So things got busy in April, and I have only made piecemeal progress on the Heretical DnD project.
The draft still stands at roughly 130,000 words, but there has been progress despite no more wordcount increases.
I resolved some longstanding issues with the rules differentiating ranged and melee combat so that they were less differentiated than I had them, which is good. There was starting to be a bit of “a rule for every kind of attack” thing going on, and one of the things I like about D&D5 is that it mostly avoids that sort of trap.
But the new bow rules are at least mathematically sound, though I expect some pointed shots directed my way, and no amount of “the math really does work” will stop that. That’s OK. The tweaks let me unify several other things.
Vague-blogging much? Well, yeah.
This does mean that the monster job I thought I was done with rippling changes through hundreds of damage-dealing spells needs to be done again, though. That’s a job of work, right there. Not that the changes are that extensive – just a word here and a sentence there – but there are a ton of them.
But I can see the light at the end of the tunnel that will mean I have a full draft of the rules that can be productively laid out in a publishable format. At that point, I’ll be ready for the next steps, which will likely include forming a company, Kickstarting to get funding to pay artists, a professional indexer, maybe some custom font work, more art, and to see what my best printing options are. Fortunately, I know a few people that I can turn to for advice.
I’m not going to launch into crowdfunding until I have a playable, complete draft that (theoretically) could go to print. I will use the process to get that draft out into a wider playtest beyond the very capable folks I have looking at it now. Fresh eyes, fresh players, etc.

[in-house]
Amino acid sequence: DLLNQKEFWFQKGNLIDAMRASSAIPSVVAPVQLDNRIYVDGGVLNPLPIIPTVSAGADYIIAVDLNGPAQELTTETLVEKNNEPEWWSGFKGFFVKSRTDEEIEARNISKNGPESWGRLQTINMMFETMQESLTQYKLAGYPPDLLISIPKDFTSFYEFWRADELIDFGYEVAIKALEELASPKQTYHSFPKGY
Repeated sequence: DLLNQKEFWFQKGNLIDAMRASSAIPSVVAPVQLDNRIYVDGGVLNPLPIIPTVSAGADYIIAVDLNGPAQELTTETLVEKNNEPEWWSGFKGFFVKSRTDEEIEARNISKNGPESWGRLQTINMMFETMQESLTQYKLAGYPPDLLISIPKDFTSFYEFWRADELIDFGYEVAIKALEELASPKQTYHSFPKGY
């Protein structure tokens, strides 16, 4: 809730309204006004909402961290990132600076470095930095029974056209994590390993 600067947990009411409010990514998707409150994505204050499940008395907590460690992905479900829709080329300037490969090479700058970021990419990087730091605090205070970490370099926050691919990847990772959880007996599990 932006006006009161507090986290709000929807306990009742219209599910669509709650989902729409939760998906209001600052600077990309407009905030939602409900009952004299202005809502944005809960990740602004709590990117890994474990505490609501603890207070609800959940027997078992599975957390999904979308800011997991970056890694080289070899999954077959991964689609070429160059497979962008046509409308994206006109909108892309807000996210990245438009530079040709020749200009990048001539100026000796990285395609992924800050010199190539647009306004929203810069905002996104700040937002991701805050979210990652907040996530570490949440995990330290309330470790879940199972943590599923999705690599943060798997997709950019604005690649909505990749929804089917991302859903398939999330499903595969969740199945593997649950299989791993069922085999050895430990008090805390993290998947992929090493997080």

So, what’s left to do?
The moose in the room: I need a setting history, and a good idea of what’s going on in the kingdom that the limited sandbox that is the field of play and the surroundings. I have some basic seeds, but I need to flesh this out. I will almost certainly use Microscope to execute this, perhaps in several rounds.
I need my team to look over rules changes and tweaks in things like food, water, suffocation, and travel. Those are small but fun.
There are larger but consistent changes to armor and shields, and combat in general, that could use some more fightin’. Some rules and optional rules that have been discussed in the prior year or so on my blog need to be incorporated into the draft (like Everything’s a Ritual if You Have the Time). Some fun tweaks to Reach weapons came up in playtest, too.
There’s a Size Adjustment table that gets a fair bit of use in various rules, such as shoving and grappling, that could use torture testing to ensure that the edge cases really are edge cases.
I want to call out important, universal charts to duplicate in the back of the book, so that all the important stuff can be in one place, and I’m not above duplication here.
I really loved Castles and Chimeras notion of expanded critical threat range, and it sees play in the draft, although not exactly in the way he wrote it up and I tweaked it. But that expansion, plus optional rules for non-standard shields, will probably make it into the appendix.